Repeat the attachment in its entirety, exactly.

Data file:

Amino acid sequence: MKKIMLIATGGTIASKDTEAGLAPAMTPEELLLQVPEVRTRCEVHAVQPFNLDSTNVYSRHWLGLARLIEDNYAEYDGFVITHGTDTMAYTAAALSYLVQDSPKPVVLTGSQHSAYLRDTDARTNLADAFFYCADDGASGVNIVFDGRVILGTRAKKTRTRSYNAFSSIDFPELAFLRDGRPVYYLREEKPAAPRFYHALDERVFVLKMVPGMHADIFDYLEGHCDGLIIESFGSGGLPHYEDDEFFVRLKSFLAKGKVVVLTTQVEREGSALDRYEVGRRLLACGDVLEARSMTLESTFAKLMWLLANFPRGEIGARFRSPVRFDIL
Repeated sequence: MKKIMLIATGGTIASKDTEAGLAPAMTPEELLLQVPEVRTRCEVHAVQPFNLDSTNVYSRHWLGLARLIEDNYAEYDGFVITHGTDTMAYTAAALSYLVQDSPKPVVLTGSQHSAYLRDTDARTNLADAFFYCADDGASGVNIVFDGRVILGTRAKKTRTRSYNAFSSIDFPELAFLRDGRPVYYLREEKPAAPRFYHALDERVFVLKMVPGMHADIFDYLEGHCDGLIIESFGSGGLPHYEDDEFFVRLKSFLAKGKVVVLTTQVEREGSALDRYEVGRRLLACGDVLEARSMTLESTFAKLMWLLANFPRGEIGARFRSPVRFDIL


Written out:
Amino acid sequence: MKKIMLIATGGTIASKDTEAGLAPAMTPEELLLQVPEVRTRCEVHAVQPFNLDSTNVYSRHWLGLARLIEDNYAEYDGFVITHGTDTMAYTAAALSYLVQDSPKPVVLTGSQHSAYLRDTDARTNLADAFFYCADDGASGVNIVFDGRVILGTRAKKTRTRSYNAFSSIDFPELAFLRDGRPVYYLREEKPAAPRFYHALDERVFVLKMVPGMHADIFDYLEGHCDGLIIESFGSGGLPHYEDDEFFVRLKSFLAKGKVVVLTTQVEREGSALDRYEVGRRLLACGDVLEARSMTLESTFAKLMWLLANFPRGEIGARFRSPVRFDIL
Repeated sequence: MKKIMLIATGGTIASKDTEAGLAPAMTPEELLLQVPEVRTRCEVHAVQPFNLDSTNVYSRHWLGLARLIEDNYAEYDGFVITHGTDTMAYTAAALSYLVQDSPKPVVLTGSQHSAYLRDTDARTNLADAFFYCADDGASGVNIVFDGRVILGTRAKKTRTRSYNAFSSIDFPELAFLRDGRPVYYLREEKPAAPRFYHALDERVFVLKMVPGMHADIFDYLEGHCDGLIIESFGSGGLPHYEDDEFFVRLKSFLAKGKVVVLTTQVEREGSALDRYEVGRRLLACGDVLEARSMTLESTFAKLMWLLANFPRGEIGARFRSPVRFDIL